Relapse: Eggnog December 29, 2010Posted by inspiredbywolfe in Drinks.
Relapse: An occasional series where I discuss several ways of preparing an ingredient.
Confession time: I am not a huge fan of eggnog. I’m not a fan of milk-based drinks generally, and I find the combination of the eggs, milk and alcohol to not be the most pleasant. However, around this time of the year, I’m generally also obsessed with making it. “Maybe I don’t like it because the store-bought stuff is like custard”, I think, “I just haven’t found the right recipe”. So this year, I decided to try a number of different recipes, to judge for myself which was my favourite.
Jerry Thomas’ recipe
I started with a basic egg nog recipe as published in Jerry Thomas’ Bartenders Guide in 1862, and reproduced in David Wondrich’s Imbibe (I doubled the individual version to make two glasses, rather than making the full amount for 15!). This version has no cream in it, and uses cognac and rum as its alcohol addition. I mixed the ingredients in the cocktail shaker and gave it a good shake – it is the only drink in Thomas’ book that explicitly calls for the use of a cocktail shaker. I added some nutmeg on top, and here was the result.
The verdict: it was thinner than I’m used to eggnog being, and quite boozy. It wasn’t too sweet (although there was a bit of sugar in the recipe) and the nutmeg gave a nice spiciness. Overall, it was a nice balanced drink, although a little on the thin side.
I’m cheating a bit with this next drink as it has no eggs in it, but is a Puerto Rican rum drink traditionally served at Christmas. I roughly followed this recipe, again modifying the quantities to make drinks for two people, and using coconut milk instead of cream of coconut. All ingredients were to be mixed in a blender, including the spices. I added a little more cinnamon on top and served it.
The verdict: The consistency thicker than the Jerry Thomas version and I much preferred it. The coconut gave it a nice edge and somehow managed to mask the sweetness. The alcohol was less evident, and I’m not sure if that was just because the amount required was different, or because it only had rum in it. This was my favourite out of the three eggnogs, and the one I’m most likely to make again.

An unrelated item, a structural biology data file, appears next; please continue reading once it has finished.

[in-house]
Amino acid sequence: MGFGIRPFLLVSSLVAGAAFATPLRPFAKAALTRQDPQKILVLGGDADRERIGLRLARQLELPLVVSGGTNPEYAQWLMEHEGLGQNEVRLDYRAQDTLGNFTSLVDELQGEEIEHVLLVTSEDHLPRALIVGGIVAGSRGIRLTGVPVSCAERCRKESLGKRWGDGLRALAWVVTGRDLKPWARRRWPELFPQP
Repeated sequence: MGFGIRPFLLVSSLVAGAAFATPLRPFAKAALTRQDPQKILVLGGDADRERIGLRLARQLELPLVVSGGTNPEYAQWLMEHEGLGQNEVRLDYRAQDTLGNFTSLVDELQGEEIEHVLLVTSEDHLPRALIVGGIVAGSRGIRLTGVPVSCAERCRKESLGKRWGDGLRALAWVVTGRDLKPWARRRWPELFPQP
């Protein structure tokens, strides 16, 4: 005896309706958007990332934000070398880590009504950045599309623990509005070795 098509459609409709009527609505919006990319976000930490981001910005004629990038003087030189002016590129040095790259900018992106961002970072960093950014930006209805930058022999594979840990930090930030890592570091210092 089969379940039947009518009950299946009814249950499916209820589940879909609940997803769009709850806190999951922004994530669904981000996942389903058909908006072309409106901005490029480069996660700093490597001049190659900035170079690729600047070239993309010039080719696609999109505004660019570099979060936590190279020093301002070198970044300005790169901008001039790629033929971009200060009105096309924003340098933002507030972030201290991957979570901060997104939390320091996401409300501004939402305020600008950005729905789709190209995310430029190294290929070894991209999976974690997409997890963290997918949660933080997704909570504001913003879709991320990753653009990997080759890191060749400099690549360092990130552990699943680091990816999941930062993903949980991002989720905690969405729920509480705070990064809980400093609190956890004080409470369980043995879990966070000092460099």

After reading an update on one of the food blogs I read, I was inspired to try ageing some eggnog. While I wasn’t organised enough (or to be honest, brave enough!) to age my eggnog for 12 months, I did age it for 3 weeks, the minimum specified by the recipe. As you can see from the recipe, it contained a lot of alcohol and dark rum, cognac and bourbon were all included! I mixed everything up as directed, and put it in some jars to age in the fridge.
I was a bit concerned when I noticed some gunk around the top of the jars, but I think that was from the froth on the top subsiding. When I took it out on Christmas Day, it looked pretty much the same as when I put it in the fridge originally!
The verdict: Wow, this one was boozy! I’m assuming that part of the reason so much alcohol is used is to help preserve it if you do wish to age it for the full 12 months. While it was very boozy, the alcohol had mellowed somewhat and had blended with the other ingredients – thanks to the ageing process, I think – so it did definitely make a difference to the overall flavour. Consistency-wise, this one was also quite thick. While eggnog still remains on my “Not Favourite” list, if I was a fan of eggnog, I’d be starting the ageing process right now for next year! The end result – and of course the novelty value – make it worthwhile.
While this experiment still hasn’t changed my mind about eggnog, it was fun to experiment with different recipes and techniques. If you know of any brilliant recipes or tricks I’ve missed, let me know and I can try them next year!